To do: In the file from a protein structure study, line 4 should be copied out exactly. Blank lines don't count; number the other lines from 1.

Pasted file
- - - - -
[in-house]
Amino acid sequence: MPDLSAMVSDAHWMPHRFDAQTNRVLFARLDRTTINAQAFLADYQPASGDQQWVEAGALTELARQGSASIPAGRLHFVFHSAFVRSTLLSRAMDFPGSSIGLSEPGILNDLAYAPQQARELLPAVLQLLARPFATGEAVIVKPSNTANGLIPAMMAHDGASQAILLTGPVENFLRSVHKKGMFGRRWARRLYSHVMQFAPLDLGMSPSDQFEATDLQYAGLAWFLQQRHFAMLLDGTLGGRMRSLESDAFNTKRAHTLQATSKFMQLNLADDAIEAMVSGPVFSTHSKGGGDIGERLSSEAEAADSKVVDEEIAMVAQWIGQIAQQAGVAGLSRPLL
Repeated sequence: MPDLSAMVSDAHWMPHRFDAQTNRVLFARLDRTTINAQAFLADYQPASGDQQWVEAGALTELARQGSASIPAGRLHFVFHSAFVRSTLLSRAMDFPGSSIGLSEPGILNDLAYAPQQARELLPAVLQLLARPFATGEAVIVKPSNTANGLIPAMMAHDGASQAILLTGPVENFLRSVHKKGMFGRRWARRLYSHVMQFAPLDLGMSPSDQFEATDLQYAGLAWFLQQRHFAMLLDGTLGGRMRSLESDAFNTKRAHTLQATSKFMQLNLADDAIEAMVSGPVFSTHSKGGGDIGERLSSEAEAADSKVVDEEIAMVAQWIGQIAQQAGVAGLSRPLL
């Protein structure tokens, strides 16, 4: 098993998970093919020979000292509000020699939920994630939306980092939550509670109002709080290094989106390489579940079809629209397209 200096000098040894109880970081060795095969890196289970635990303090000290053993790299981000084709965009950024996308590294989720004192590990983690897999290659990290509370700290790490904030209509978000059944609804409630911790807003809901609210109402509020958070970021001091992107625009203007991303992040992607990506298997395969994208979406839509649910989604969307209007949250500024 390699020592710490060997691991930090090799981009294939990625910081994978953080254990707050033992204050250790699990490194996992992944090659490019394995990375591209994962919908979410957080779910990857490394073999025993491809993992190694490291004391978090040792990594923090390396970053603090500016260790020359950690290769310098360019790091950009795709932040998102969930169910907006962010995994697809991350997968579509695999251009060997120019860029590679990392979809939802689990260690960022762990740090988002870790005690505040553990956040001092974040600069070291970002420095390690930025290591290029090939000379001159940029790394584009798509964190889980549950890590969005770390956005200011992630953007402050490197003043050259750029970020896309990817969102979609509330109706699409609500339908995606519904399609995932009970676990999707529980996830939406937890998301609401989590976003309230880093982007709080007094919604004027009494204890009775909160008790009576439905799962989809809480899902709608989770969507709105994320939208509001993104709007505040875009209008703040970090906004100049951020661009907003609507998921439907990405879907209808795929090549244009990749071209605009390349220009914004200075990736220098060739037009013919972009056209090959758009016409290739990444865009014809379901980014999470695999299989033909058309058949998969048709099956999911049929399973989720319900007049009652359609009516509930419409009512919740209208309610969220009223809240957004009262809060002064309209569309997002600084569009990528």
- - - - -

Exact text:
């Protein structure tokens, strides 16, 4: 098993998970093919020979000292509000020699939920994630939306980092939550509670109002709080290094989106390489579940079809629209397209 200096000098040894109880970081060795095969890196289970635990303090000290053993790299981000084709965009950024996308590294989720004192590990983690897999290659990290509370700290790490904030209509978000059944609804409630911790807003809901609210109402509020958070970021001091992107625009203007991303992040992607990506298997395969994208979406839509649910989604969307209007949250500024 390699020592710490060997691991930090090799981009294939990625910081994978953080254990707050033992204050250790699990490194996992992944090659490019394995990375591209994962919908979410957080779910990857490394073999025993491809993992190694490291004391978090040792990594923090390396970053603090500016260790020359950690290769310098360019790091950009795709932040998102969930169910907006962010995994697809991350997968579509695999251009060997120019860029590679990392979809939802689990260690960022762990740090988002870790005690505040553990956040001092974040600069070291970002420095390690930025290591290029090939000379001159940029790394584009798509964190889980549950890590969005770390956005200011992630953007402050490197003043050259750029970020896309990817969102979609509330109706699409609500339908995606519904399609995932009970676990999707529980996830939406937890998301609401989590976003309230880093982007709080007094919604004027009494204890009775909160008790009576439905799962989809809480899902709608989770969507709105994320939208509001993104709007505040875009209008703040970090906004100049951020661009907003609507998921439907990405879907209808795929090549244009990749071209605009390349220009914004200075990736220098060739037009013919972009056209090959758009016409290739990444865009014809379901980014999470695999299989033909058309058949998969048709099956999911049929399973989720319900007049009652359609009516509930419409009512919740209208309610969220009223809240957004009262809060002064309209569309997002600084569009990528």